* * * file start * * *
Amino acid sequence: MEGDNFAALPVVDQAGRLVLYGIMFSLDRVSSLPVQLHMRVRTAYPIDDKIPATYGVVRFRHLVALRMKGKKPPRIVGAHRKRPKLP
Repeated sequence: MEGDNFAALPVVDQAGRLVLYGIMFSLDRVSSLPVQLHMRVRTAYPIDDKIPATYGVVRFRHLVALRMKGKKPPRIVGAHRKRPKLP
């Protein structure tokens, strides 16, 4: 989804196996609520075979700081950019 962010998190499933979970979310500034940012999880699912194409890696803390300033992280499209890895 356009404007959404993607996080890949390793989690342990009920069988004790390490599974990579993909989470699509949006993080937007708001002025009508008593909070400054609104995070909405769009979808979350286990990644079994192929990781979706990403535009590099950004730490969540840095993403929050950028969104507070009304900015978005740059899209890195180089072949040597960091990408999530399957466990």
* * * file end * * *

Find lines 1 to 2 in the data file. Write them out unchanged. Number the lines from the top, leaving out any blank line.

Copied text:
Amino acid sequence: MEGDNFAALPVVDQAGRLVLYGIMFSLDRVSSLPVQLHMRVRTAYPIDDKIPATYGVVRFRHLVALRMKGKKPPRIVGAHRKRPKLP
Repeated sequence: MEGDNFAALPVVDQAGRLVLYGIMFSLDRVSSLPVQLHMRVRTAYPIDDKIPATYGVVRFRHLVALRMKGKKPPRIVGAHRKRPKLP